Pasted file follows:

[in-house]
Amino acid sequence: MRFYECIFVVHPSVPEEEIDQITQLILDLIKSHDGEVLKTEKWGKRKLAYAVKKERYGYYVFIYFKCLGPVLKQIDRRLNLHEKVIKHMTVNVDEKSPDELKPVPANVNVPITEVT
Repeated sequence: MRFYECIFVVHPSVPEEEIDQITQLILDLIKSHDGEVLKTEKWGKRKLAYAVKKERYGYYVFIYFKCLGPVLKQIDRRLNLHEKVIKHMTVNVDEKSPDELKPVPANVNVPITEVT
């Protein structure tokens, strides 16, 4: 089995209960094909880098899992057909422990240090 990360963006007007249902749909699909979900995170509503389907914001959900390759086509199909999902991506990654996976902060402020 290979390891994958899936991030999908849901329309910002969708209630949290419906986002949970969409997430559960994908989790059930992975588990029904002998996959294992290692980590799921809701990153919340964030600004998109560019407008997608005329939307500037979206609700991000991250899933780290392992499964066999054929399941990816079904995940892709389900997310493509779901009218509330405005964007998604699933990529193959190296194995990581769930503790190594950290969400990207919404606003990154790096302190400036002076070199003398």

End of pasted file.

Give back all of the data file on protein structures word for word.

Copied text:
[in-house]
Amino acid sequence: MRFYECIFVVHPSVPEEEIDQITQLILDLIKSHDGEVLKTEKWGKRKLAYAVKKERYGYYVFIYFKCLGPVLKQIDRRLNLHEKVIKHMTVNVDEKSPDELKPVPANVNVPITEVT
Repeated sequence: MRFYECIFVVHPSVPEEEIDQITQLILDLIKSHDGEVLKTEKWGKRKLAYAVKKERYGYYVFIYFKCLGPVLKQIDRRLNLHEKVIKHMTVNVDEKSPDELKPVPANVNVPITEVT
């Protein structure tokens, strides 16, 4: 089995209960094909880098899992057909422990240090 990360963006007007249902749909699909979900995170509503389907914001959900390759086509199909999902991506990654996976902060402020 290979390891994958899936991030999908849901329309910002969708209630949290419906986002949970969409997430559960994908989790059930992975588990029904002998996959294992290692980590799921809701990153919340964030600004998109560019407008997608005329939307500037979206609700991000991250899933780290392992499964066999054929399941990816079904995940892709389900997310493509779901009218509330405005964007998604699933990529193959190296194995990581769930503790190594950290969400990207919404606003990154790096302190400036002076070199003398």